Congressman Ted Poe (TX-02)

Way out west, Texas that is, where the tumbleweeds roll and the sunsets paint the sky, is the sleepy little town of Langtry, Texas.  Here lives the legend of Judge Roy Bean, the only “law west of Pecos.”  And like many of the mavericks in Texas history, his life is of legend and lore.

Before the good judge earned his place in Texas history and the Hollywood big screen, he had a hankering for fighting, romancing and gambling that landed him on the wrong side of law more often than not. Born in Mason County, Kentucky, he came to Texas following his two older brothers, Samuel and Joshua.  Sam tried to tame his little brother and the two set up shop in Chihuahua, Mexico.  But trouble wasn’t far behind and shortly after, Roy skipped town.  This was the first of many disappearing acts.

Brother Joshua gave little brother Roy a job in his saloon in San Diego, but soon wore out his welcome with the law there as well. With the sheriff on his heels, he met up again with his brother in San Gabriel and was back to work in the new family saloon.  He inherited the Headquarters Saloon after Joshua was murdered in late 1852, but couldn’t seem to escape trouble.  Ironically, this time he was to be hanged.   

After escaping his near death experience, he caught up with Sam in Mesilla, New Mexico.  Sam was sheriff of the county and like his late brother Joshua was also in the saloon business.  Broke and tired of running from the law, Roy managed to behave himself and prospered in the family business.

During the Civil War, Roy moved to San Antonio where he became known around town, so much so that the area was named “Beanville.”  Several years, a wife and four children later, he left home and headed west along the Sunset railroad.   Moving along with the rail construction, Bean reached Pecos, Texas.  Lawlessness was a way of life in west Texas.  It was said, “West of the Pecos there is no law; west of El Paso, there is no God."

The Texas Rangers served as the law, but a Justice of the Peace was needed.  You didn’t have to be a lawyer to serve as a Justice of the Peace, which was a good thing because there weren’t too many lawyers around those parts. 

On August 2, 1882, there was a new judge in town – Judge Roy Bean.  (Although some say he wasn’t really a judge, but who was going to tell him that?)  At the time he was living in Eagle’s Nest Springs, but when they got a post office, they changed their name to Langtry, Texas. While records show otherwise, Bean claimed the naming rights of the town and said it was in honor of his childhood love, actress Lillie Langtry.  Whatever the real story may be, Langtry, Texas, is synonymous with Judge Bean.

His courtroom doubled as the Jersey Lilly Saloon and was never short on drama.  While the cast of characters in the courtroom changed, there was never any doubt that Judge Bean was running the show.  His verdicts were based on his unique version of the law and the unfortunate individual that landed before him was often found “illegally and unlawfully committing certain grave offenses against the peace and dignity of the State of Texas, particularly in my bailiwick," regardless of the actual offense.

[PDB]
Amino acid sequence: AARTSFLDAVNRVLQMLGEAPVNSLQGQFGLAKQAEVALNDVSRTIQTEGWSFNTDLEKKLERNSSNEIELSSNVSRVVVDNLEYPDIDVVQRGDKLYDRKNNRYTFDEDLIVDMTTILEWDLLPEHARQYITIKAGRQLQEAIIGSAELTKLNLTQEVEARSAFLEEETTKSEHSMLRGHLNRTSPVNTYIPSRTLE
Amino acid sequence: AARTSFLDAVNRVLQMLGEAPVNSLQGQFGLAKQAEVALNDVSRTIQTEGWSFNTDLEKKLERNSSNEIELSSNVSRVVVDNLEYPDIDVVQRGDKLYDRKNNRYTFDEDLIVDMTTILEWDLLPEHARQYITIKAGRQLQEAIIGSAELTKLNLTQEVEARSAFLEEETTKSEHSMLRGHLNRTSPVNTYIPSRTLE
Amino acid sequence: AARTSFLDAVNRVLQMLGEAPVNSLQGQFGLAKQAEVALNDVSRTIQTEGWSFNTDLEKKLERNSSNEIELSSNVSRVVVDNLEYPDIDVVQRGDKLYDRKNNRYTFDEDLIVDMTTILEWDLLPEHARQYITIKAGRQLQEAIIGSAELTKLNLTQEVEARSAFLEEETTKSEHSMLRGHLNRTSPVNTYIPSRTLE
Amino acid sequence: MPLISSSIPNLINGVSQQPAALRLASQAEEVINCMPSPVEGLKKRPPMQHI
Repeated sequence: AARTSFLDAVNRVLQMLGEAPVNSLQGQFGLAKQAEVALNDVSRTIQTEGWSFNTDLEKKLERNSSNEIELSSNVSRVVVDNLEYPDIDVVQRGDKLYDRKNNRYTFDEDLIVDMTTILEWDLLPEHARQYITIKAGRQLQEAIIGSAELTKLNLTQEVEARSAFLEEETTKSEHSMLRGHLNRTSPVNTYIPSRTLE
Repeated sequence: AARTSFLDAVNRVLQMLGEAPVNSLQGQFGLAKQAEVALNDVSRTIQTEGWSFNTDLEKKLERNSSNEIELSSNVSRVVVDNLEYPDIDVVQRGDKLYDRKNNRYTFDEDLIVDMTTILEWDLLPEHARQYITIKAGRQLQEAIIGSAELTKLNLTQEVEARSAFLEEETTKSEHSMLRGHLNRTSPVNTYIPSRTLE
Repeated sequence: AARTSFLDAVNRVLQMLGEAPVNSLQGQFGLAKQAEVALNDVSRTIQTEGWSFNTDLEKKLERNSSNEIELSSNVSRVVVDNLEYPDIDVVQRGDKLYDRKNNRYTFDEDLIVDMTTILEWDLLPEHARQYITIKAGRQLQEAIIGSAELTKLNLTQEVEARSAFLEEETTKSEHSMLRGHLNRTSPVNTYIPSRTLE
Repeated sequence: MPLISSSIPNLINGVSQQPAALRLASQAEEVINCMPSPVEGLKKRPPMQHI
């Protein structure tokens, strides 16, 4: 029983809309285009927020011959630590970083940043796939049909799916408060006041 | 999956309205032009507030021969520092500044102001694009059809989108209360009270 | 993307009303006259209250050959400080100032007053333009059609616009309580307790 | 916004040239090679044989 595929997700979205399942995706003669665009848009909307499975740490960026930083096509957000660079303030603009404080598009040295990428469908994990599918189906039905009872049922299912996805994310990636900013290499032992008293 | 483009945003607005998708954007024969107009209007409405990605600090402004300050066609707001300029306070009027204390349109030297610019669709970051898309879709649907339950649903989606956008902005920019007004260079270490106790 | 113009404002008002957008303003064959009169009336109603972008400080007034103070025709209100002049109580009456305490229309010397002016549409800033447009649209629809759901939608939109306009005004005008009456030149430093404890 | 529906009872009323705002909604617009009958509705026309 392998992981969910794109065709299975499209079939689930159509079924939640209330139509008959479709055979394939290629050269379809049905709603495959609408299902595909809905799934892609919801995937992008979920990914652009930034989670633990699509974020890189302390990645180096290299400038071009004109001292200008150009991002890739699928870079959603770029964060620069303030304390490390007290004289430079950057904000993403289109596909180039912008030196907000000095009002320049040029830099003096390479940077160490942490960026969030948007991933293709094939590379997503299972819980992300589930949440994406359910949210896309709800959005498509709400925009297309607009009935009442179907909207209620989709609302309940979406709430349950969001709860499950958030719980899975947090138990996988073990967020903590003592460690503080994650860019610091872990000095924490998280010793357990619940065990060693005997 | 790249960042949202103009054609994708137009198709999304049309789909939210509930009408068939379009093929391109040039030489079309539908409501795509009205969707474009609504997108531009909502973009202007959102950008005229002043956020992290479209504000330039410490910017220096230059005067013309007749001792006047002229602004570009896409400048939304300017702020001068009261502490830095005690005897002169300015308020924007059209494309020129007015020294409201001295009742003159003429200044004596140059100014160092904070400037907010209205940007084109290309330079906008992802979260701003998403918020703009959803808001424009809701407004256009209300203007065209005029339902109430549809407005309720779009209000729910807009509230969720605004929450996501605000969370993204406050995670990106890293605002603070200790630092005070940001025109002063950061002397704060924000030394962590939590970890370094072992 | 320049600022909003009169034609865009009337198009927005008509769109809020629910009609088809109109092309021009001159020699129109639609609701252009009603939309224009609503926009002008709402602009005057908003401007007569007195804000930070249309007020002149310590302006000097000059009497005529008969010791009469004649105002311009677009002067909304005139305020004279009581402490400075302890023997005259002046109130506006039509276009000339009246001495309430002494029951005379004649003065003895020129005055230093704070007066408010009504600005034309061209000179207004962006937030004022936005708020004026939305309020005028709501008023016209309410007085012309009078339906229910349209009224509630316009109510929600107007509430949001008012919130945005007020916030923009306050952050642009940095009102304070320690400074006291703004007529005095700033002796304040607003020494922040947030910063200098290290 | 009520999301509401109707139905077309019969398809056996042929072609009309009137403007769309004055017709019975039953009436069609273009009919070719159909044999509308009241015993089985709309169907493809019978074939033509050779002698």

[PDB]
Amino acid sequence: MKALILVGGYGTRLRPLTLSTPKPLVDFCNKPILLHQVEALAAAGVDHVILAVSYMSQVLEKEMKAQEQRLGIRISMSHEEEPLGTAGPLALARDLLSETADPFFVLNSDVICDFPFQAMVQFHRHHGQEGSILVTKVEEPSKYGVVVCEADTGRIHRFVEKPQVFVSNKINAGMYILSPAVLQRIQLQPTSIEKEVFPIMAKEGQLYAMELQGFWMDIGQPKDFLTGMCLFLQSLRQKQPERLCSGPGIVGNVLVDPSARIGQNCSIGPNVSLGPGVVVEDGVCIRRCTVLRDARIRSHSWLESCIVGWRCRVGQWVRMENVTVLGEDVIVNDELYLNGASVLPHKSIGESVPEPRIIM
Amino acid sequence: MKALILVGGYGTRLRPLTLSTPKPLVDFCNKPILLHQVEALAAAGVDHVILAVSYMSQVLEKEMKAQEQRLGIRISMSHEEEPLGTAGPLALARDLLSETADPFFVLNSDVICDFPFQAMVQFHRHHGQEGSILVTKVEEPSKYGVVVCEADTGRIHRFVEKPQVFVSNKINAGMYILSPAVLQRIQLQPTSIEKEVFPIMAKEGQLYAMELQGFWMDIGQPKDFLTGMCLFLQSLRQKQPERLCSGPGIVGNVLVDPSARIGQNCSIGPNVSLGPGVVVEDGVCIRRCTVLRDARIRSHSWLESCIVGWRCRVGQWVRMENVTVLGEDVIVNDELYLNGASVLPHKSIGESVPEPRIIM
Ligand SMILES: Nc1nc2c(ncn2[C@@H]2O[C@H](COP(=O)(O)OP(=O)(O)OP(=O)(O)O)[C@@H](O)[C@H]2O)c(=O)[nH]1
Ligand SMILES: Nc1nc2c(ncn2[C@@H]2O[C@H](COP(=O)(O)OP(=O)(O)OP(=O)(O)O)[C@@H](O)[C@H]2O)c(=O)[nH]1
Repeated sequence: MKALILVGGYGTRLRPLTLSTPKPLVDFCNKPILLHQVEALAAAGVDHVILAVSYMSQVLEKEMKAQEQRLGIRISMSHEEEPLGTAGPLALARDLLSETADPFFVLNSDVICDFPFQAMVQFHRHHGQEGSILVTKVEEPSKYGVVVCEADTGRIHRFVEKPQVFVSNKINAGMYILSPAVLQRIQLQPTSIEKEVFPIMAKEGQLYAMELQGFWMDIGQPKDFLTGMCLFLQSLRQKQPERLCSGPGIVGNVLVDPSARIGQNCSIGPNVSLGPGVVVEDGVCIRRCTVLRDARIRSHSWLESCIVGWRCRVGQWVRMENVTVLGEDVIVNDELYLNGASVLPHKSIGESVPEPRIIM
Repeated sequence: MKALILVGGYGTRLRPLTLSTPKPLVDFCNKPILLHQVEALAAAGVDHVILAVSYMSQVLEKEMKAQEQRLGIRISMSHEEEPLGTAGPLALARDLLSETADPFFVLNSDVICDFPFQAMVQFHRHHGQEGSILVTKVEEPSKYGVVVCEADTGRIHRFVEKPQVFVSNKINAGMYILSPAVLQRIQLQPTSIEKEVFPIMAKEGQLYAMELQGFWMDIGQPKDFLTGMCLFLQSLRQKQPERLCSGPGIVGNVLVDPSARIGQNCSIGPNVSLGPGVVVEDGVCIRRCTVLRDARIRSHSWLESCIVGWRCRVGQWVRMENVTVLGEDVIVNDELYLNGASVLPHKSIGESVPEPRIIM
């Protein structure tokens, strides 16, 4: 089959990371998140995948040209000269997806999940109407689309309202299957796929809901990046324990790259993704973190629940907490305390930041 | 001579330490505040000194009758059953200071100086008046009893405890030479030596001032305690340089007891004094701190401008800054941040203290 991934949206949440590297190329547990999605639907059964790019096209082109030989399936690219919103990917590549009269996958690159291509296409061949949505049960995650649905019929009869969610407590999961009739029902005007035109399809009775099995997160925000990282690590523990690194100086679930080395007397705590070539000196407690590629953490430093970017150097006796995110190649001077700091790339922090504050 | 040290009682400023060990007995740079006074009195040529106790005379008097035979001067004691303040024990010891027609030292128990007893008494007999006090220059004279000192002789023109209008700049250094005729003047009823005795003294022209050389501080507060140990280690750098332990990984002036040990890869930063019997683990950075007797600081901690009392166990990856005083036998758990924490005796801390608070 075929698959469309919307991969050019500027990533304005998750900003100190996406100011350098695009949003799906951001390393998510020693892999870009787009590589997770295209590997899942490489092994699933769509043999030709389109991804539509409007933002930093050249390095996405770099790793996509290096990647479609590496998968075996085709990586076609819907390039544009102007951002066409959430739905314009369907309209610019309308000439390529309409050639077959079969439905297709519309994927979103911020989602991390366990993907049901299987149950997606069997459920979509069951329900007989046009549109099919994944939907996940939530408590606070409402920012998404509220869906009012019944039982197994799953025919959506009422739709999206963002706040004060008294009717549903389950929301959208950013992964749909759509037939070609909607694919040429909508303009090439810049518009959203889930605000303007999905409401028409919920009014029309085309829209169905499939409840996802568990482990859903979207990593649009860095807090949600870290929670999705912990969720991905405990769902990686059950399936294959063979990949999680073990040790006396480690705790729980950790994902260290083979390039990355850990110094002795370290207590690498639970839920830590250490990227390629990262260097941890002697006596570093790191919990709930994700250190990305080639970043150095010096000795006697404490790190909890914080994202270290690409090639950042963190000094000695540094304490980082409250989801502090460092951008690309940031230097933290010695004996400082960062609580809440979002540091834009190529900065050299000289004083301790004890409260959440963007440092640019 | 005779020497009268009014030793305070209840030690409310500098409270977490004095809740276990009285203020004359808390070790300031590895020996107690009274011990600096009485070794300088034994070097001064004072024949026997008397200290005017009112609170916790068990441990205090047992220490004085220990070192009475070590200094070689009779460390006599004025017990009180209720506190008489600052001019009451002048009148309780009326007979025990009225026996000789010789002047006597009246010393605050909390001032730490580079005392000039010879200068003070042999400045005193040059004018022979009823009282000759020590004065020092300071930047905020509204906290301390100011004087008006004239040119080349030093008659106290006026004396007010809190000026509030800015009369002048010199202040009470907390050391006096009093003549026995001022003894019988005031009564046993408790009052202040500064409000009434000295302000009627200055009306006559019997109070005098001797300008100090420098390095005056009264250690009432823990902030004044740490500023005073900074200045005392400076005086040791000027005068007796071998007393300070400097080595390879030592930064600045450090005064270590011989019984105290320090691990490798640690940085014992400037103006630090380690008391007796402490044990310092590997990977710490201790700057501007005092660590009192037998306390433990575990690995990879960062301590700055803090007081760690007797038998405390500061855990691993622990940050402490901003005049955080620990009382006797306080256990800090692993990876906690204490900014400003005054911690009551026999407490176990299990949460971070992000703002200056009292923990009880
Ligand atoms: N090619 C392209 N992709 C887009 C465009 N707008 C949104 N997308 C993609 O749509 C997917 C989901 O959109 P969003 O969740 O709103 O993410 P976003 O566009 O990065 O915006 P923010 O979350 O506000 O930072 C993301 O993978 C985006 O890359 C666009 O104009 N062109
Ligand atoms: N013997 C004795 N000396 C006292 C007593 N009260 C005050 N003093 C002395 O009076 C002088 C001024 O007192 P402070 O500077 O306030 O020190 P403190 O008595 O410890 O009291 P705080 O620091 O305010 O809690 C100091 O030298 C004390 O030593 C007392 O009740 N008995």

There are tales of him keeping a pet bear in his courtroom and sentencing dozens to the gallows, saying: "Hang 'em first, try 'em later." A saying that reflected his nickname: “the hanging judge.”  However, there are no records of him actually ever hanging anyone.

Aside from his notoriety on the bench, Judge Bean gained national recognition for orchestrating the Fitzsimmons-Maher heavyweight championship fight.  As prize fighting was illegal in most western states during those days, the fight was set on a sandbar in the Rio Grande River - conveniently located just out of the jurisdiction of Mabry’s Texas Rangers.  It was a one-hitter quitter and Fitzsimmons won in less than a minute.  About the same amount of time it took to seal the fate of Roy Bean in Texas folklore history.

In 1936, the Texas Centennial Fairgrounds had a popular exhibit featuring a replica of Judge Roy’s saloon/courtroom.  Judge Bean has been the subject of a Larry McMurtry novel, television series and movies; even earning Walter Brennan an Academy Award for his portrayal in the Westerner.  And of course, who can forget Paul Newman as Bean in the 1972 movie, The Life and Times of Roy Bean.

He served as judge until he voluntarily retired in 1902, (with the exceptions of 1886 and 1896 when he was temporarily voted out of office).  Judge Roy Bean died in his saloon in March of 1903.  Today, the Jersey Lillie Saloon and courtroom is a museum in honor of the Texas legend. I have been there and sat on his porch. So if you ever make it out west of the Pecos, make a stop in Langtry and take in a little part of Texas history. 

And that’s just the way it is.